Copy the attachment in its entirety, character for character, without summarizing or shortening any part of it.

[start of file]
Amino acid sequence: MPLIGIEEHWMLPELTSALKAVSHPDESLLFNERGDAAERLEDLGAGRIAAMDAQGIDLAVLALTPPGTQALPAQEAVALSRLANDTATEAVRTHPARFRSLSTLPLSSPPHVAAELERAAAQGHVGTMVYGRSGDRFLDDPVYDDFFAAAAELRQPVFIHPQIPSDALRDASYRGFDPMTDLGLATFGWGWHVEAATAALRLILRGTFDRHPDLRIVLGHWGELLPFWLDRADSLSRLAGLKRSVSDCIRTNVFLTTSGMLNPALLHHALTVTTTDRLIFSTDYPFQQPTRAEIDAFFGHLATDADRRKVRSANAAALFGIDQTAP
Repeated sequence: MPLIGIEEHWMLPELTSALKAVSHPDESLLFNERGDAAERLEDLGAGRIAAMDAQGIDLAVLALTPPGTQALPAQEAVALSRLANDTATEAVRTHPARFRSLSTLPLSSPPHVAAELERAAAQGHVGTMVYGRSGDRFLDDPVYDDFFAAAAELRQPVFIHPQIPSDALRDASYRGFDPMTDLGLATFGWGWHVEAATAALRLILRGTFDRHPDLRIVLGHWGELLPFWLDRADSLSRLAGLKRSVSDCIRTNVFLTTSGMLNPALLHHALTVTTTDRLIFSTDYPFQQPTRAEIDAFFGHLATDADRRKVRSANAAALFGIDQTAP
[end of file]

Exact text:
Amino acid sequence: MPLIGIEEHWMLPELTSALKAVSHPDESLLFNERGDAAERLEDLGAGRIAAMDAQGIDLAVLALTPPGTQALPAQEAVALSRLANDTATEAVRTHPARFRSLSTLPLSSPPHVAAELERAAAQGHVGTMVYGRSGDRFLDDPVYDDFFAAAAELRQPVFIHPQIPSDALRDASYRGFDPMTDLGLATFGWGWHVEAATAALRLILRGTFDRHPDLRIVLGHWGELLPFWLDRADSLSRLAGLKRSVSDCIRTNVFLTTSGMLNPALLHHALTVTTTDRLIFSTDYPFQQPTRAEIDAFFGHLATDADRRKVRSANAAALFGIDQTAP
Repeated sequence: MPLIGIEEHWMLPELTSALKAVSHPDESLLFNERGDAAERLEDLGAGRIAAMDAQGIDLAVLALTPPGTQALPAQEAVALSRLANDTATEAVRTHPARFRSLSTLPLSSPPHVAAELERAAAQGHVGTMVYGRSGDRFLDDPVYDDFFAAAAELRQPVFIHPQIPSDALRDASYRGFDPMTDLGLATFGWGWHVEAATAALRLILRGTFDRHPDLRIVLGHWGELLPFWLDRADSLSRLAGLKRSVSDCIRTNVFLTTSGMLNPALLHHALTVTTTDRLIFSTDYPFQQPTRAEIDAFFGHLATDADRRKVRSANAAALFGIDQTAP